You’re from Guangzhou in China and now live in western Sydney. Do you feel that there are any significant differences between the two places in how art is created and appreciated?

The biggest thing I’ve noticed in Chinese and eastern Asian art in general that I don’t see in Sydney a lot is the romanticising of urban cityscapes in art. Guangzhou is a huge city, and it’s recently grown into a chain of cities around it in the Pearl River Delta, turning into one of the biggest urban areas in the world. People in Guangzhou and other big Asian cities live surrounded by high rises as far as the eye can see, so in art from that area, urban life is represented frequently with a lot of attention to detail involved because urban landscapes are very specific and recognisable to the people who live there. You can see this in popular anime and manga (Japanese) or manhua (Chinese) works, where there’s a lot of effort put into backgrounds, painstakingly and lovingly depicting the setting of the stories they tell.

Popular artworks in Australia, at least as far as I have experienced, don’t put as much value on the physical identity of places as a whole, but they do depict individual icons proudly, from the Opera House to local landmarks like the UTS Building. I feel that the art I see here in Sydney focuses on the human element of life a lot more, and is often closely intertwined with the history of this city. Australia hasn’t been around for as long on a global scale, and big cities especially are new to Australian life. Sydney has spread so much and so quickly into what was bushland and fields 30 years ago, which I think is why urban life isn’t as big a part of Sydney’s identity in popular culture.

 

 

Does social media make art more accessible to a wider audience? How important is art in our daily lives? 

I definitely think social media has made art much more accessible to more people, and has made it a more casual hobby that a lot of people can take up. Social media lets people share their art and ideas with a wide audience, and I think it’s inspired a very diverse and active community of artists online. I feel art has become more important in our daily lives in this age because it is an accessible way for people to express their thoughts and views on the world, and social media allows more of us to share this hobby with more people than ever before. More than ever now, both creating and viewing art has the power to evoke feelings in all of our everyday lives.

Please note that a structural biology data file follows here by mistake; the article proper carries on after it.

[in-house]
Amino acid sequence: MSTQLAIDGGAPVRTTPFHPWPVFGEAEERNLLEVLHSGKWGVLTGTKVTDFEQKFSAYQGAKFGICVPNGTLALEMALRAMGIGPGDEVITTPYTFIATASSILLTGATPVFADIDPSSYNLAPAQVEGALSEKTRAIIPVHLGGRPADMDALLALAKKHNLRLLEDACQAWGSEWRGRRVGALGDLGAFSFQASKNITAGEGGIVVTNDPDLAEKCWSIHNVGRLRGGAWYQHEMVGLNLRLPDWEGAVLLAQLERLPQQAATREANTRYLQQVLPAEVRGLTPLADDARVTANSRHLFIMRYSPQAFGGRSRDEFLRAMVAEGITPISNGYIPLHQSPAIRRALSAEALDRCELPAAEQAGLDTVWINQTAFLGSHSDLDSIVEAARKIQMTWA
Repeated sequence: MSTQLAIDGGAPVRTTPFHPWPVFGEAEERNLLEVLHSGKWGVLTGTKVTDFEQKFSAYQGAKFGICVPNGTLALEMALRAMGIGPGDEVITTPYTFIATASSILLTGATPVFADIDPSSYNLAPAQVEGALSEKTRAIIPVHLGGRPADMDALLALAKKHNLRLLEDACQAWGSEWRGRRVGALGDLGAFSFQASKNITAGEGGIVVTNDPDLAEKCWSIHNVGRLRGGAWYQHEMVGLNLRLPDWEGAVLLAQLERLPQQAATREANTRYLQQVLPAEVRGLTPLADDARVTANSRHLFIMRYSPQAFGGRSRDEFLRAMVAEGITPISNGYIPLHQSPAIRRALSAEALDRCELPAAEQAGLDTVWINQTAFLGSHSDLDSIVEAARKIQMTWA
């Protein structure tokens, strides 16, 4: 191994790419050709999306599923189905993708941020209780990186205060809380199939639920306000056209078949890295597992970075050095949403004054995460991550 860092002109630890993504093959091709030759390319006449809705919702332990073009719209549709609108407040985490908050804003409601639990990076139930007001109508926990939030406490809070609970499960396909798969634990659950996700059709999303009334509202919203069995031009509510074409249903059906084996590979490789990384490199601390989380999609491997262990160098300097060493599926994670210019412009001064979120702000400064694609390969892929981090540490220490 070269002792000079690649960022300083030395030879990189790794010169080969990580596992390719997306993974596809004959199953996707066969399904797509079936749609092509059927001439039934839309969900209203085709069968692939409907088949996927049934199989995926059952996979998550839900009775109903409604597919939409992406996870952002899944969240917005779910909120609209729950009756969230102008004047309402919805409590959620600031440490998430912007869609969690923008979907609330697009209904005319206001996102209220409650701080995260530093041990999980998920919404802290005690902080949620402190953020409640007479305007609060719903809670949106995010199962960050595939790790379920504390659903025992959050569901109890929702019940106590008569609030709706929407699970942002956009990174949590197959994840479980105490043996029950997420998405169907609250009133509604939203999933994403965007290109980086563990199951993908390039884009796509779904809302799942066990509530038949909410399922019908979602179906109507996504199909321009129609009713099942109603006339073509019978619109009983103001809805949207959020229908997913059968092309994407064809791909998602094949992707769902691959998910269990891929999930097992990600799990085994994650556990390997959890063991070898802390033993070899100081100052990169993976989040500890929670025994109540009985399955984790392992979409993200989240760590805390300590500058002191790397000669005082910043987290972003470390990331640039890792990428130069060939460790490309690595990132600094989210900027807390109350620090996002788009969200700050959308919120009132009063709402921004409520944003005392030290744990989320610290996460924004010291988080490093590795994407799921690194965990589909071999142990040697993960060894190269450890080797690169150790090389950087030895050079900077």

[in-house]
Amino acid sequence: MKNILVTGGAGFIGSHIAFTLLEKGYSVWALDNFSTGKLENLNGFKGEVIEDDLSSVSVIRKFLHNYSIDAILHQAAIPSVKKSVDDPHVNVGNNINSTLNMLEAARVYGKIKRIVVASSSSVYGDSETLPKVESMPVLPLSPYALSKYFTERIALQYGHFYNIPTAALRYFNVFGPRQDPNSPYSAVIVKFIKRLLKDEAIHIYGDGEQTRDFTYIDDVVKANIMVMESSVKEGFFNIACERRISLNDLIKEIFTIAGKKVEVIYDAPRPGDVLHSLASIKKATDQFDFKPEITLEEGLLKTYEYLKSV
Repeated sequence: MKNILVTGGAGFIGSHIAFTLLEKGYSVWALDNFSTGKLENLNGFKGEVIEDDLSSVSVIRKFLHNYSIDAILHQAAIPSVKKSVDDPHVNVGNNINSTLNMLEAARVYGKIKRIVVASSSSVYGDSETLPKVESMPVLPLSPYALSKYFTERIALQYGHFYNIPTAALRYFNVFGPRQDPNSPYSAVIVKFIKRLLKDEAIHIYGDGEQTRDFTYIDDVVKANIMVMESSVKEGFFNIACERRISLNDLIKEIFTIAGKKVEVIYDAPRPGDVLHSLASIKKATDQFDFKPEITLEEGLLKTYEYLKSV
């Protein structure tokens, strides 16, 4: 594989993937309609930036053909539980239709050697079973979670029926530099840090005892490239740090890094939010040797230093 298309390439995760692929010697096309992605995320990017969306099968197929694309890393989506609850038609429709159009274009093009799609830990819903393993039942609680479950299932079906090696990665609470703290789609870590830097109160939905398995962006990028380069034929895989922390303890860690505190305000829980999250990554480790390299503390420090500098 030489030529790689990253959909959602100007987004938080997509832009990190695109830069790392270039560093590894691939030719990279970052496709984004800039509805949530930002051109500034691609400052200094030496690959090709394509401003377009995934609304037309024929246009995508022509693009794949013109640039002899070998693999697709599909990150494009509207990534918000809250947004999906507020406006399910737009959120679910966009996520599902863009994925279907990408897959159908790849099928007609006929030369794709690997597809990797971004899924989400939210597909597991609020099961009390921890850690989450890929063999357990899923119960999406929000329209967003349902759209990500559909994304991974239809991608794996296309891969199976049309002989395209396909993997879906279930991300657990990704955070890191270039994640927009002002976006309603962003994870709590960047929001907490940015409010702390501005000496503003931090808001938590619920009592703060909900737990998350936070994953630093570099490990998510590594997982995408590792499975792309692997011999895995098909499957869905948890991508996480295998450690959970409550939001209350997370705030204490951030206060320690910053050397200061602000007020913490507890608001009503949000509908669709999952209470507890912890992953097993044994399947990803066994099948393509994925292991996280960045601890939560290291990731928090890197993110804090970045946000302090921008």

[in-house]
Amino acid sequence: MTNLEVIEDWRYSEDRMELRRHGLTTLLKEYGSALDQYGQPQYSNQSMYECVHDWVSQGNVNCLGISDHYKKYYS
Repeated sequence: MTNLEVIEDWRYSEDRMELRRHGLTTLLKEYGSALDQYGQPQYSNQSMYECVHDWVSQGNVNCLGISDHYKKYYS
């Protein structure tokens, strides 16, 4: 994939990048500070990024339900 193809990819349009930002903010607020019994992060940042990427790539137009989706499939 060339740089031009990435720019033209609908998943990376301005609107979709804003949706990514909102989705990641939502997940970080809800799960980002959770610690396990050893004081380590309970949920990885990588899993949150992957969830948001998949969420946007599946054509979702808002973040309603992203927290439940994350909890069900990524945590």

You’re not yet even 20 years old but you’re already making an impression on the art world. What are your long-term goals? And what do you hope to achieve in the short term?

I honestly don’t have much of a concrete idea of my long-term goals! I live my life in a similar way to how I make my art, I like to enjoy the present moments as much as I can. I aspire to one day produce art for video games or perhaps animations, to be able to tell more stories through art. My short-term goals have been to improve my productivity in creating art, to be able to get more of the ideas from my mind onto the MS Paint canvas!

 

You can find Lin Xing Yu on Instagram: @cro.ss.ing and Tumblr: elevatedcross-ing.tumblr.com.

 

Loretta Barnard

Loretta Barnard is a freelance writer and editor who has authored four non-fiction books, been a contributing writer to a wide range of reference books and whose essays have been published across a number of platforms. A regular contributor to The Big Smoke, she also coordinates the TBS Next Gen program.